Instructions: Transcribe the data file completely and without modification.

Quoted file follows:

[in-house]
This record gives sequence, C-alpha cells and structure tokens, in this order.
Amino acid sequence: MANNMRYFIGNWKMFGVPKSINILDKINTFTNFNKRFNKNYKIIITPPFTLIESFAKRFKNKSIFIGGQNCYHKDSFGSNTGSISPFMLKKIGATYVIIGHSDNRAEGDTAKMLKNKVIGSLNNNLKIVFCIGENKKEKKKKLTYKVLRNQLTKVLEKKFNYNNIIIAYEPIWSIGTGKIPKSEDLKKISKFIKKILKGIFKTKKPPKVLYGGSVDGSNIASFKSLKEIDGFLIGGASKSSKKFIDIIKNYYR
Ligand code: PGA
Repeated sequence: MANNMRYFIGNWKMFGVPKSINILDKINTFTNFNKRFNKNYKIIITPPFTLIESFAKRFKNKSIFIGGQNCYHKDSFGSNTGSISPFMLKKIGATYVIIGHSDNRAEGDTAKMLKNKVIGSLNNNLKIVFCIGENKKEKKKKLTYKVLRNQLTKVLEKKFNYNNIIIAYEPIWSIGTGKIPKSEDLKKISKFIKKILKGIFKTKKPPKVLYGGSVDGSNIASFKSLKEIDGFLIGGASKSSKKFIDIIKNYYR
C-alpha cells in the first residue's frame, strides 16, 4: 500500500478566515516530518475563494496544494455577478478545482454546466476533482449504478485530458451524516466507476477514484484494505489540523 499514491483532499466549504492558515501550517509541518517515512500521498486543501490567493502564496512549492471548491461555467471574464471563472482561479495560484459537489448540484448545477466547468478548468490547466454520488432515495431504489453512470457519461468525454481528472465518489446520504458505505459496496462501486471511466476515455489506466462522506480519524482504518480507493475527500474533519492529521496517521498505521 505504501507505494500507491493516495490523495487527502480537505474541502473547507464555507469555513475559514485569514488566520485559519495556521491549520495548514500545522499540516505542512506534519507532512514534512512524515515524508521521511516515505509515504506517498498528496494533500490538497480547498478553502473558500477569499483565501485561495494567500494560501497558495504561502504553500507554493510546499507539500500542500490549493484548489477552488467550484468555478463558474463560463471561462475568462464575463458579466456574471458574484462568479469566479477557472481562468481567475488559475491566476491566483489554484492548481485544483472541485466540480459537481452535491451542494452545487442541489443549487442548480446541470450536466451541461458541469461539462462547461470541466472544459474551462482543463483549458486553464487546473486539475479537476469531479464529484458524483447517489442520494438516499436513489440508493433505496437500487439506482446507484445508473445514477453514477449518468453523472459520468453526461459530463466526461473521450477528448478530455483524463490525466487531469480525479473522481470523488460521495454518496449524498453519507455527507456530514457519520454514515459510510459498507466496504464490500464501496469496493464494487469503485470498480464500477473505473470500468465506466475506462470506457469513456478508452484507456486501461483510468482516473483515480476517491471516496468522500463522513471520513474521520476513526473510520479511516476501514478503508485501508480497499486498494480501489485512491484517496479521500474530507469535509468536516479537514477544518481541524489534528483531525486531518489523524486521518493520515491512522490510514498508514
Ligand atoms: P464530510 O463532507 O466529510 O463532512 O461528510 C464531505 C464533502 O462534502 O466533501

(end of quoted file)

[in-house]
This record gives sequence, C-alpha cells and structure tokens, in this order.
Amino acid sequence: MANNMRYFIGNWKMFGVPKSINILDKINTFTNFNKRFNKNYKIIITPPFTLIESFAKRFKNKSIFIGGQNCYHKDSFGSNTGSISPFMLKKIGATYVIIGHSDNRAEGDTAKMLKNKVIGSLNNNLKIVFCIGENKKEKKKKLTYKVLRNQLTKVLEKKFNYNNIIIAYEPIWSIGTGKIPKSEDLKKISKFIKKILKGIFKTKKPPKVLYGGSVDGSNIASFKSLKEIDGFLIGGASKSSKKFIDIIKNYYR
Ligand code: PGA
Repeated sequence: MANNMRYFIGNWKMFGVPKSINILDKINTFTNFNKRFNKNYKIIITPPFTLIESFAKRFKNKSIFIGGQNCYHKDSFGSNTGSISPFMLKKIGATYVIIGHSDNRAEGDTAKMLKNKVIGSLNNNLKIVFCIGENKKEKKKKLTYKVLRNQLTKVLEKKFNYNNIIIAYEPIWSIGTGKIPKSEDLKKISKFIKKILKGIFKTKKPPKVLYGGSVDGSNIASFKSLKEIDGFLIGGASKSSKKFIDIIKNYYR
C-alpha cells in the first residue's frame, strides 16, 4: 500500500478566515516530518475563494496544494455577478478545482454546466476533482449504478485530458451524516466507476477514484484494505489540523 499514491483532499466549504492558515501550517509541518517515512500521498486543501490567493502564496512549492471548491461555467471574464471563472482561479495560484459537489448540484448545477466547468478548468490547466454520488432515495431504489453512470457519461468525454481528472465518489446520504458505505459496496462501486471511466476515455489506466462522506480519524482504518480507493475527500474533519492529521496517521498505521 505504501507505494500507491493516495490523495487527502480537505474541502473547507464555507469555513475559514485569514488566520485559519495556521491549520495548514500545522499540516505542512506534519507532512514534512512524515515524508521521511516515505509515504506517498498528496494533500490538497480547498478553502473558500477569499483565501485561495494567500494560501497558495504561502504553500507554493510546499507539500500542500490549493484548489477552488467550484468555478463558474463560463471561462475568462464575463458579466456574471458574484462568479469566479477557472481562468481567475488559475491566476491566483489554484492548481485544483472541485466540480459537481452535491451542494452545487442541489443549487442548480446541470450536466451541461458541469461539462462547461470541466472544459474551462482543463483549458486553464487546473486539475479537476469531479464529484458524483447517489442520494438516499436513489440508493433505496437500487439506482446507484445508473445514477453514477449518468453523472459520468453526461459530463466526461473521450477528448478530455483524463490525466487531469480525479473522481470523488460521495454518496449524498453519507455527507456530514457519520454514515459510510459498507466496504464490500464501496469496493464494487469503485470498480464500477473505473470500468465506466475506462470506457469513456478508452484507456486501461483510468482516473483515480476517491471516496468522500463522513471520513474521520476513526473510520479511516476501514478503508485501508480497499486498494480501489485512491484517496479521500474530507469535509468536516479537514477544518481541524489534528483531525486531518489523524486521518493520515491512522490510514498508514
Ligand atoms: P464530510 O463532507 O466529510 O463532512 O461528510 C464531505 C464533502 O462534502 O466533501